Raskin’s “January exception” argument was valid, even though under the circumstances of this impeachment part of that problems falls on House Speaker Nancy Pelosi’s shoulders, having failed to send the Article of Impeachment to the Senate immediately. Pelosi may feel that McConnell burned her by asking her not to transmit the Article until January 25th, after the inauguration of Joe Biden, but if so, she let herself get burned. She could just as well have said, “Sorry, Mitch, but it’s on the way and you do whatever you have to do once it gets there. That’s your problem, not mine.” She didn’t. That’s on her.
But gaming the gap is something McConnell already knows a lot about. He did it with the Supreme Court nomination of Merrick Garland, where the good faith duty of the Senate to consider the nomination was ignored not because of any right to do so, or any rational argument against it, but because there was no enforcement mechanism to compel the Republican Senate to consider the Democratic president’s nominee. He got away with it because he was able to get away with it because there was no means to force the Senate’s hand.
Constitutional impeachment provides two remedies, removal and disqualification. They are stated in the Constitution with a conjunction, “and,” between them, but they have always been employed as separate remedies. Alcee Hastings is in the House after being impeached as a federal judge because he was removed, but not disqualified. Is the remedy of removal a precursor to the remedy of disqualification? There are arguments both ways, but they rely on the assumption that the framers anticipated every conceivable scenario that an official could create in the future.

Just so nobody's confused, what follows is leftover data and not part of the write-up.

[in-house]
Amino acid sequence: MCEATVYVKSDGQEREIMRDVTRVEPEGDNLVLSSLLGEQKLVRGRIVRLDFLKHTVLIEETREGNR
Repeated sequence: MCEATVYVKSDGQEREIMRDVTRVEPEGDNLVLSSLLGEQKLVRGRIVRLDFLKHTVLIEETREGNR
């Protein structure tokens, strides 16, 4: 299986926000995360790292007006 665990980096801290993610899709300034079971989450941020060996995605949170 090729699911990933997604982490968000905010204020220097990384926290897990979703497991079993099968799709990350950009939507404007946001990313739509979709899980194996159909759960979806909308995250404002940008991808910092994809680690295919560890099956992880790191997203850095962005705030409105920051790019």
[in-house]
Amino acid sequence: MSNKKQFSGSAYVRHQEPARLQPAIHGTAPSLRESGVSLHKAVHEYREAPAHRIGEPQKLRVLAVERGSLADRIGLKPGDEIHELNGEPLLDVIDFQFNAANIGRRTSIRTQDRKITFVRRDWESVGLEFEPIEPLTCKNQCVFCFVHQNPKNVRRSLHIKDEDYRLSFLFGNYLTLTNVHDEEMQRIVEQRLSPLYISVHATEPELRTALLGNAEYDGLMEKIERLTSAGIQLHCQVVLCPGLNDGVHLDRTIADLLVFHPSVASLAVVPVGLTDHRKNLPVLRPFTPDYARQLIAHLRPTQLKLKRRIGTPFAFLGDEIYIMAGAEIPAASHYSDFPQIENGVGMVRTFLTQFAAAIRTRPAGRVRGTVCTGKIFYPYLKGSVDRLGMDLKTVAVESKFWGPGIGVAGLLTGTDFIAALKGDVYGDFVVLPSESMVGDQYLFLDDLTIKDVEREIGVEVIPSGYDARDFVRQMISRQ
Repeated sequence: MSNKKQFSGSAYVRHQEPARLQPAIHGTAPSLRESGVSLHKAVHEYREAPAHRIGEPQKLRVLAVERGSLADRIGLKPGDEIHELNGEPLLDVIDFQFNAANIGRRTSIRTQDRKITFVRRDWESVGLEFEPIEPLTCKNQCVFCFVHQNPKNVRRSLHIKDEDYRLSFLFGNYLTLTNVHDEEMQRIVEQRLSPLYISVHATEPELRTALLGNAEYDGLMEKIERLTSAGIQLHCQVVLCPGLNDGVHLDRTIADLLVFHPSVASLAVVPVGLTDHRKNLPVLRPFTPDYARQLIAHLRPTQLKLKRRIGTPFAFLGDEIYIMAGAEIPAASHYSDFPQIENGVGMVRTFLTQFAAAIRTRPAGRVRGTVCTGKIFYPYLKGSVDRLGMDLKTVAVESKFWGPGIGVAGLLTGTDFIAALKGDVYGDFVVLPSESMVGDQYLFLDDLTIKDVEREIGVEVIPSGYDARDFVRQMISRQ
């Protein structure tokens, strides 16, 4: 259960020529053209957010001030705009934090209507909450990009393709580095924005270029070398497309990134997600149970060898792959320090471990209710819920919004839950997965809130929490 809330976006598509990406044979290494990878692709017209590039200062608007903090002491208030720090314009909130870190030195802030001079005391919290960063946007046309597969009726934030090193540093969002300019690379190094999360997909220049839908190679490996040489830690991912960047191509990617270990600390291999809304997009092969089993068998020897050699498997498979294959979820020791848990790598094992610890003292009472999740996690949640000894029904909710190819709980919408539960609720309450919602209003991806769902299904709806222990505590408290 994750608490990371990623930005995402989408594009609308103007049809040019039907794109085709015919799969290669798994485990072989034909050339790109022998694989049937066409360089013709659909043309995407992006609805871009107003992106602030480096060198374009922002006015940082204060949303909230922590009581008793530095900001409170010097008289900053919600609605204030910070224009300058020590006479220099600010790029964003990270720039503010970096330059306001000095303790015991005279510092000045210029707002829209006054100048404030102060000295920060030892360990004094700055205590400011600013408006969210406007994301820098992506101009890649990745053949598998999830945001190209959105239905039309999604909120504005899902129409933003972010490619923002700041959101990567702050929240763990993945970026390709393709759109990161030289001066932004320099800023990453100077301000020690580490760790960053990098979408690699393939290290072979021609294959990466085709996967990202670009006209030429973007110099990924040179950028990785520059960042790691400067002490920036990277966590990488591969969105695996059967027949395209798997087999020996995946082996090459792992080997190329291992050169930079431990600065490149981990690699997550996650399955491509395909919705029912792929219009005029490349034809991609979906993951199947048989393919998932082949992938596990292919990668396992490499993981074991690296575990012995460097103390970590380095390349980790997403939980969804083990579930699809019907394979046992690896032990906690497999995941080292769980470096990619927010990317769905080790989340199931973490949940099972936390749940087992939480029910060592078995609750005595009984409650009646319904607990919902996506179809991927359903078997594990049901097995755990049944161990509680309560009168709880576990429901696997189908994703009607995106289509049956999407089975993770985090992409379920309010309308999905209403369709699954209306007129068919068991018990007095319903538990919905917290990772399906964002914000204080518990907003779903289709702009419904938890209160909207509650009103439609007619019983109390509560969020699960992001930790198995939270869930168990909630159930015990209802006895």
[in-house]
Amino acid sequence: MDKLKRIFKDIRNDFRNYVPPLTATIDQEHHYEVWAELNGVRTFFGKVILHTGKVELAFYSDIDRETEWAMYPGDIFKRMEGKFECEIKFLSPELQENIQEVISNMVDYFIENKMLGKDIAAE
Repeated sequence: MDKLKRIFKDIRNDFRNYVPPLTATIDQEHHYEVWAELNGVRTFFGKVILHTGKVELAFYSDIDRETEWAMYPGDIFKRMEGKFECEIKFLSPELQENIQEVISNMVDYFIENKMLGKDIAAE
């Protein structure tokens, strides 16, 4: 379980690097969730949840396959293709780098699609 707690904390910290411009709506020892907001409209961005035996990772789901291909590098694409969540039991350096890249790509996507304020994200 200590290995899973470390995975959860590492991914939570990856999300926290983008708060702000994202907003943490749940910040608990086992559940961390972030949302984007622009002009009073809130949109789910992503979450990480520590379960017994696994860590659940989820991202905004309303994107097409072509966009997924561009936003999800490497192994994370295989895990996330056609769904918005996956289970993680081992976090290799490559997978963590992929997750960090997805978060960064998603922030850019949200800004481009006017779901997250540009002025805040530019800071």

One of the truisms of law is that it can never be up to the task of addressing every wrong mankind can conceive. This insurrection, directed at preventing Congress from performing its constitutional duty of counting the Electoral College votes and certifying the election of a new president, might be an act so venal, pointless and shameful that its timing would test the outer limits of the impeachment clause. Precedence was against McConnell’s position, as Judge Robert Archbald has been impeached while in office, but tried and convicted afterward. But precedents are for lawyers, and this is political.
McConnell’s position seems not merely wrong as a matter of constitutional construction, but pragmatics. As long as impeachment occurs while in office, the timing of trial is a matter of gaming the gap, and could be defeated by merely delaying the trial if that’s what the Senate chooses to do. Indeed, with some gamesmanship, an impeachment on Day 1 of a presidency could be delayed by an hour of trial here and there for four years, even eight, if they tried hard enough and were sufficiently shameless as to have no more fealty to the good faith exercise of their constitutional duty than they did with Garland.
So McConnell was wrong? Not exactly. As impeachment is political, there is no wrong rationale, but rather just a political calculus that the public will either believe or not. McConnell’s rationale was unsound, irrational and legally bullshit, but then, people with motivated reasoning will believe what they want to believe, just as did the people who believed that storming the Capitol because the a vulgar, amoral, lying, ignorant, loser president told them to, was the patriotic thing to do.